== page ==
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New health insurance..... So confused..... HELP!!!

My hubbys new insurance through his job kicks in on April 3rd and they sent us all the info via E mail and I am so confused, we have never had insurancce before and not to sound totally stupid but when they talk deductables and such I am so mixed up and what exactly a deductable means... I keep reading and making myself more confused....

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Asked by Anonymous at 1:51 PM on Mar. 3, 2011 in Money & Work

Answers (5)
  • Contact the Human Resource person at your husband's place of employment. They will be able to answer all your questions. Or you could call the providers customer service number direct.

    Answer by meooma at 1:55 PM on Mar. 3, 2011

  • a co-pay is the amount you pay when you go to the Dr. A deductibel is the amount you have to cover before the insurance kicks in for non-office vbisit charges. (at least in my plan) Example: kid breaks a bone. You go to the doctor $20 for the office visit, but if the Dr. charges $100 the insurance pays $80 after you paid the $20 at the door. But then if there are x-ray charges. That you have to cover up to the limit of your deductible. Maybe $500. So if the x-rays are $80, you pay the x-rays. Now if he needs a CAT SCAN that might be charged at $2000. You pay the first $500 and the insurance pays the $1500. (except they never pay full price.) But after you pay the deductible for the year (usually per person) the insurance covers the rest, but you still have to pay the co-pay; The system is designed to keep you from running to the doctor for every little thing, but make sure that you can afford to go when you need to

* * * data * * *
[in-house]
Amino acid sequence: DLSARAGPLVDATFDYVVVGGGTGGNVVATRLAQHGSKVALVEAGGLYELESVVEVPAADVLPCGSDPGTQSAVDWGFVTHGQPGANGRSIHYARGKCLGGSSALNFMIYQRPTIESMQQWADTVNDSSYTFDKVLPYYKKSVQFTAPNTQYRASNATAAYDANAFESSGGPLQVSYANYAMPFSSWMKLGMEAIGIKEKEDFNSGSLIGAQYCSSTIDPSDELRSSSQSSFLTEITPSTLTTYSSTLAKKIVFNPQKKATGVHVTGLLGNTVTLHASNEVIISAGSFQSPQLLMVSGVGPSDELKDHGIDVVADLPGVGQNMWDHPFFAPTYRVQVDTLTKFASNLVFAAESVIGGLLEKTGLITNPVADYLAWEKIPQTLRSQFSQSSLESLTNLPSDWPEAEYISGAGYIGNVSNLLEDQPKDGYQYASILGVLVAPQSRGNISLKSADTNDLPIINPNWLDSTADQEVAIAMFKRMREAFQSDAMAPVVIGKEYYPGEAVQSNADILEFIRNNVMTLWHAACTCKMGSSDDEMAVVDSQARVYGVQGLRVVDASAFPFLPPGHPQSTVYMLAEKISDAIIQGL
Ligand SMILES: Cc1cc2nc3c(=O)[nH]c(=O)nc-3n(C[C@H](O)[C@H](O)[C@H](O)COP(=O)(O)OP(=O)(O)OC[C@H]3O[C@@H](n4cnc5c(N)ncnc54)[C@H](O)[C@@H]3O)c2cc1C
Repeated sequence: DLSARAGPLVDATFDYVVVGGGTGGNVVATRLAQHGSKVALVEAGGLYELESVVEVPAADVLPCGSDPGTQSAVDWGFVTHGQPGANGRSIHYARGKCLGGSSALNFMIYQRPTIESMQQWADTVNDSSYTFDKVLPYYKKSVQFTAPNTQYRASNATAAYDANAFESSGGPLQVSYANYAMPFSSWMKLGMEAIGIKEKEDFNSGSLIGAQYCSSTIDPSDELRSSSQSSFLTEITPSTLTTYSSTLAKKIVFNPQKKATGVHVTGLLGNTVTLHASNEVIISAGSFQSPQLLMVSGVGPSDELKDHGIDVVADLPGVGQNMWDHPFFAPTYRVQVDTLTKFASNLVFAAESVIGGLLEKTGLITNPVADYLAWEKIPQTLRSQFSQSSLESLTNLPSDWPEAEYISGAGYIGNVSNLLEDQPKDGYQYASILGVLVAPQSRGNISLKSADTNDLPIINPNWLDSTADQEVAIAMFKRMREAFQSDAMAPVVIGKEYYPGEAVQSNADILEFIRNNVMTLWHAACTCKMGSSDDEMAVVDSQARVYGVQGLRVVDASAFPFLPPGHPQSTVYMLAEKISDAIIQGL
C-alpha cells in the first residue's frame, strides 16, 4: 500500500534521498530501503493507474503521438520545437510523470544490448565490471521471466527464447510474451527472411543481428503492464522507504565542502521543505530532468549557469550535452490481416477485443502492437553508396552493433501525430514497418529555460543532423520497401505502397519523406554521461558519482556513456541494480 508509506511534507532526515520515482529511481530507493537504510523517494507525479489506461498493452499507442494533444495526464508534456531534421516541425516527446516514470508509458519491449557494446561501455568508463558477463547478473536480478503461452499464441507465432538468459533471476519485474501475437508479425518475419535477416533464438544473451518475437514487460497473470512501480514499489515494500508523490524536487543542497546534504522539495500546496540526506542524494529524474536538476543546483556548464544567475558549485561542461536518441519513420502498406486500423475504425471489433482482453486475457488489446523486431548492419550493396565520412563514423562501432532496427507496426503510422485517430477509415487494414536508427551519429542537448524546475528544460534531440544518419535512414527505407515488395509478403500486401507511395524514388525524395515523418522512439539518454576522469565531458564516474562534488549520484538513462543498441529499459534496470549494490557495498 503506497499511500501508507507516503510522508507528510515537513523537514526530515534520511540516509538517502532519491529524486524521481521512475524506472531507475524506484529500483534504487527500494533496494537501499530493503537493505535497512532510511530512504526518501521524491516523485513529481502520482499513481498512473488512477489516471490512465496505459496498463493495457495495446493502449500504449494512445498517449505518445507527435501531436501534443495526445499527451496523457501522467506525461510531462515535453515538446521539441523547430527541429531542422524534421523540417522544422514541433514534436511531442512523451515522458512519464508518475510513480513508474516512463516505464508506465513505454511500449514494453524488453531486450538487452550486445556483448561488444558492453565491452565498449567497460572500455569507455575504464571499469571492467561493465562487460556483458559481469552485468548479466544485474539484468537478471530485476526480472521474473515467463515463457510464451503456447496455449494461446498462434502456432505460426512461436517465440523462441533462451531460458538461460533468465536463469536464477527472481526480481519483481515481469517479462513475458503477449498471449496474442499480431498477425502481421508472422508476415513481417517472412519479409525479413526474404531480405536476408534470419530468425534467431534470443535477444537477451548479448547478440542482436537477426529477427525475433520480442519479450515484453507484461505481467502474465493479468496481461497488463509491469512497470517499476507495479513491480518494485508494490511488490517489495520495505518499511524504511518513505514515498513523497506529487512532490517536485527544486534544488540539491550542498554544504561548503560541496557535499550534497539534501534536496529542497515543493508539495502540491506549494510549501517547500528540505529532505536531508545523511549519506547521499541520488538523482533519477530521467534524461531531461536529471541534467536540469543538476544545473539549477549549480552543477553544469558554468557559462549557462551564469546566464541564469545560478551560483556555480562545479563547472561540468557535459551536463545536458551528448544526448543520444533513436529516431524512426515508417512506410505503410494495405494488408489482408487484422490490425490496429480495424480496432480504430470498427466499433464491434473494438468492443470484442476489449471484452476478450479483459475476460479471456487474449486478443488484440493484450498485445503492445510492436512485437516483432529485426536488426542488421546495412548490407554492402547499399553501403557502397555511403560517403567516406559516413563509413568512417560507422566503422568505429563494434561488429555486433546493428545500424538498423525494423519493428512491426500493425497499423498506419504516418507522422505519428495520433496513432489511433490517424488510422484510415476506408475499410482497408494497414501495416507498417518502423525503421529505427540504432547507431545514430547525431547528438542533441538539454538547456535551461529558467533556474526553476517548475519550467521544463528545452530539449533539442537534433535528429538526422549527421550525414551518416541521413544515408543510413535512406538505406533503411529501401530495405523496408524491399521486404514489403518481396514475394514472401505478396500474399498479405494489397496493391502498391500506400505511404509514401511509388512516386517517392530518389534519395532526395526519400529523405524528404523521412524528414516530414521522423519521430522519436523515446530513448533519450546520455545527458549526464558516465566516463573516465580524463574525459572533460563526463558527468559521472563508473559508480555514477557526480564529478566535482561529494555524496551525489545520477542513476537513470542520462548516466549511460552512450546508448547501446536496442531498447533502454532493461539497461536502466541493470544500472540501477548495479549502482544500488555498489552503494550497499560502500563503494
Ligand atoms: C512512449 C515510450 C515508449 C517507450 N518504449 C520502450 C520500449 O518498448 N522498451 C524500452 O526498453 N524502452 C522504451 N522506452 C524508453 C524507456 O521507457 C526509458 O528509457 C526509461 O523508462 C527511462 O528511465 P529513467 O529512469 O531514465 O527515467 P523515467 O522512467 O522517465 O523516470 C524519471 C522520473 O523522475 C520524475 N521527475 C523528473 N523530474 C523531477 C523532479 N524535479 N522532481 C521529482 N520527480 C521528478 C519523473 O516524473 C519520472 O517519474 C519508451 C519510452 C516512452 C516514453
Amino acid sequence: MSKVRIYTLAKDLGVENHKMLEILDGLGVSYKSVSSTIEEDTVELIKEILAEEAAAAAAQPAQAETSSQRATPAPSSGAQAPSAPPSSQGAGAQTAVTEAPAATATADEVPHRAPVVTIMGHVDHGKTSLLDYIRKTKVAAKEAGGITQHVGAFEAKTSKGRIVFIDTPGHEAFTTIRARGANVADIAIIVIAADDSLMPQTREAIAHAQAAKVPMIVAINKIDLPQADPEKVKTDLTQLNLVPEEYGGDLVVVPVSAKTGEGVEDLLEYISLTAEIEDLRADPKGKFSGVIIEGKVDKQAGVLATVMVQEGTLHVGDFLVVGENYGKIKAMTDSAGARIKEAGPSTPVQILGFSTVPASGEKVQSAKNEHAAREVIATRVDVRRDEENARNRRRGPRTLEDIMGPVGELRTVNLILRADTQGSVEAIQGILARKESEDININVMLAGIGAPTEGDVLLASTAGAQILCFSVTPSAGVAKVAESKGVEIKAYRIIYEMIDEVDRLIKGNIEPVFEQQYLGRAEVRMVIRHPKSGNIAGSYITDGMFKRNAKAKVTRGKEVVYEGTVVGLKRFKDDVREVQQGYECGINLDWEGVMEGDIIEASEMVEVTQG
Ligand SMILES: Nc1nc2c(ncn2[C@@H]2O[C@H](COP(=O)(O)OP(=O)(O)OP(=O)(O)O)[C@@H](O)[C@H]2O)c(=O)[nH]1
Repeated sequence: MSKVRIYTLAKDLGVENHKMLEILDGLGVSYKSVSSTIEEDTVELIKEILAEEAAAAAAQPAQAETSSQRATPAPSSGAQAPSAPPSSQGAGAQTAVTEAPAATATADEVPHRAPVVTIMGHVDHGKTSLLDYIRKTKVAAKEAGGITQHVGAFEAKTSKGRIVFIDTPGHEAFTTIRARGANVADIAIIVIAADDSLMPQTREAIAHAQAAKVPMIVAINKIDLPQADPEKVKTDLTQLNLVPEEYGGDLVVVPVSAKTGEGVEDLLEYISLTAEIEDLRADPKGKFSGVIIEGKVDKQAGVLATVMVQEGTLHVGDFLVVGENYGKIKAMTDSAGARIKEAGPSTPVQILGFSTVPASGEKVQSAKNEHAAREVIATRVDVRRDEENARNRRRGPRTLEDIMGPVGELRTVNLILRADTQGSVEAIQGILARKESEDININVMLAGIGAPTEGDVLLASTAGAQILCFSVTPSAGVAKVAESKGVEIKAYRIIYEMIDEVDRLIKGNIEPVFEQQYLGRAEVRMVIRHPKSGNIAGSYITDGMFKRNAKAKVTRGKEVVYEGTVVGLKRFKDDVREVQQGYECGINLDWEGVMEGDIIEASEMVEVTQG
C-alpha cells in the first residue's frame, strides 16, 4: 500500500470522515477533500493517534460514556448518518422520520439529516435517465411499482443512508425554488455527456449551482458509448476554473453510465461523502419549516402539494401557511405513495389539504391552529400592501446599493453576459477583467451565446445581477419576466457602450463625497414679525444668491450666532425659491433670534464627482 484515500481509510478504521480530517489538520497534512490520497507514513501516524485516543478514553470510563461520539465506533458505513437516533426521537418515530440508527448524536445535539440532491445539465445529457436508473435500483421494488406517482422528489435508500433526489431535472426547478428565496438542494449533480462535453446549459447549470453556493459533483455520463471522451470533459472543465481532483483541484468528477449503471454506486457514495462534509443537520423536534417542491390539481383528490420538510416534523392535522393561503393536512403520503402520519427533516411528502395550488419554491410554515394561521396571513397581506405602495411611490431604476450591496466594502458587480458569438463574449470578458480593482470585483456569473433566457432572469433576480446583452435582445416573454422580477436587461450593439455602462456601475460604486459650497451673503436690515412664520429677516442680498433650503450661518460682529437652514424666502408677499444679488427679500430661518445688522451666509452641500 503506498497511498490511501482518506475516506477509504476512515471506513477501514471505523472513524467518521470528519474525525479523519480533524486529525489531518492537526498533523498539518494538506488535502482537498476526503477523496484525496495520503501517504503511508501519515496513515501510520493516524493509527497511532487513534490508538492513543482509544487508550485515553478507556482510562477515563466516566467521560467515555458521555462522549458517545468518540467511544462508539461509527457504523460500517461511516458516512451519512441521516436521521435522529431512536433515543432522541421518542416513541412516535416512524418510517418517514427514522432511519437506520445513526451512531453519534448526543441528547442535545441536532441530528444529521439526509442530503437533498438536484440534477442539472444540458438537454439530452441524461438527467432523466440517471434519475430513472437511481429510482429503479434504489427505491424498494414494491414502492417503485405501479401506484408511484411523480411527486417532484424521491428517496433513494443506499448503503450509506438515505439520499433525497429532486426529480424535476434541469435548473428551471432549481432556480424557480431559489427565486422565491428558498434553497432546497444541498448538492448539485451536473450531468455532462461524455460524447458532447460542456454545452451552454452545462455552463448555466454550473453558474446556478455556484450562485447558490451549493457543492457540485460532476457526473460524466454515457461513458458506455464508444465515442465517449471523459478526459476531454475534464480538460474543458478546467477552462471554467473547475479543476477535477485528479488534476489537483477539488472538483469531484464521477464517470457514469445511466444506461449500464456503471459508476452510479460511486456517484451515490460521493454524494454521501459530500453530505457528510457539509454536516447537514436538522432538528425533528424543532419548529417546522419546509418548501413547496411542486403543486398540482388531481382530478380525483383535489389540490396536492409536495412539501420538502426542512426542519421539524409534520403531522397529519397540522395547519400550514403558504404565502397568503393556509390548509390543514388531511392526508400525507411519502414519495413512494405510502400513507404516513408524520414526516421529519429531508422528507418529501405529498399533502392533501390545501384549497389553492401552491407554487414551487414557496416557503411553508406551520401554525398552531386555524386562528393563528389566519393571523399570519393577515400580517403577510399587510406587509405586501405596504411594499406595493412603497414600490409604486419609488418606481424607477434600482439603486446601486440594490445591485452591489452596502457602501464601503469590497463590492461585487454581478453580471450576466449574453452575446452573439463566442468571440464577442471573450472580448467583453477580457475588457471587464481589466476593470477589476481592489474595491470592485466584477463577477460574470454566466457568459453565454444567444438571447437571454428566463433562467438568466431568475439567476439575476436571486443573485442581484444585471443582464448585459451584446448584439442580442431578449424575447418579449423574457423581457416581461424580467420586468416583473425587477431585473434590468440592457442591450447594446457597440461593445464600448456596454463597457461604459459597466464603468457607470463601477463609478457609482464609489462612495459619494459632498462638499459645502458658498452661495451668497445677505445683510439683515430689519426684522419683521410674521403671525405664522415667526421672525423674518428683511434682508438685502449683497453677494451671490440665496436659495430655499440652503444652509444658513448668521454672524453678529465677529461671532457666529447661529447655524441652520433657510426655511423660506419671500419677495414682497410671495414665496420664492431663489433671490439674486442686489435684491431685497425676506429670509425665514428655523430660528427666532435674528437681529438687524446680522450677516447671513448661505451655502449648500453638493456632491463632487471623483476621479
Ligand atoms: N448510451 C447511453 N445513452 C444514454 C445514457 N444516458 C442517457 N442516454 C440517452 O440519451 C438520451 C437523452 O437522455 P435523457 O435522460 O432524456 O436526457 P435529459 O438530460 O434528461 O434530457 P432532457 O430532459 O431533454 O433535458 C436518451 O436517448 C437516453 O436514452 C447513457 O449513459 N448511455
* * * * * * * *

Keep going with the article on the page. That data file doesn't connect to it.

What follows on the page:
Answer by LoveMyDog at 2:28 PM on Mar. 3, 2011

  • If you have any specific questions, I can probably answer them. A deductible is the amount you have to pay out of pocket, before your insurance pays out any money. Depending on the carrier and your specific plan, You deductible may apply to everything, or may exclude things like well child visits, visits to your primary care physician and or ER visits for an accidental injury.

    I would call the insurance company and ask them questions until you have an understanding of your policy.

    Answer by twin_mommy at 2:29 PM on Mar. 3, 2011

  • A co-pay is the amount you pay when you go to the doctor, usually up front at the visit (around $20 or $30 for most offices or a little more for a specialist).
    The deductible is the amount you have to pay before the insurance starts paying their part. Think of it like a car insurance deductible. If your car insurance deductible is $500 and you have an accident, you are responsible for the $500 first, THEN the insurance will kick in. For health insurance, it's the same way. For example, if you have a $600 deductible, you have to come up with $600 first, then the insurance will start covering their part. If you just have a few office visits, then it'll take you awhile to get to $600. But if you have a big expense (like an x-ray or MRI), you'll get to $600 pretty quickly.
    Once you meet your deductible, then the insurance will start covering a percentage of your bill. A lot of insurance is 80/20 or 90/10. This means(cont

    Answer by SherriPie at 10:24 PM on Mar. 3, 2011

  • If your insurance is 80/20 for example, then your insurance will cover 80% of the negotiated cost (the insurance "negotiates" a price with the doctor first) and you pay for 20% of the cost. So if you get an MRI or Xray and the negotiated/discounted cost is $2000, you are responsible for 20% of that amount or $400 (IF you've met your deductible first). If you haven't met your deductible for the year, then you have to pay your deductible first before insurance will cover the 80%. Example:
    If you haven't met your deductible: Kid breaks a bone, you go to ER. Total cost is $2000 for everything including xrays. You pay your ER co-pay (around $75 for example). THEN, you pay your deductible ($500 for example). Then insurance kicks in paying 80% (or $1600).
    If you have met deductible, Total cost $2000, you pay your percentage ($400 for example if it's 20%) and insurance pays the rest.

    Answer by SherriPie at 10:29 PM on Mar. 3, 2011

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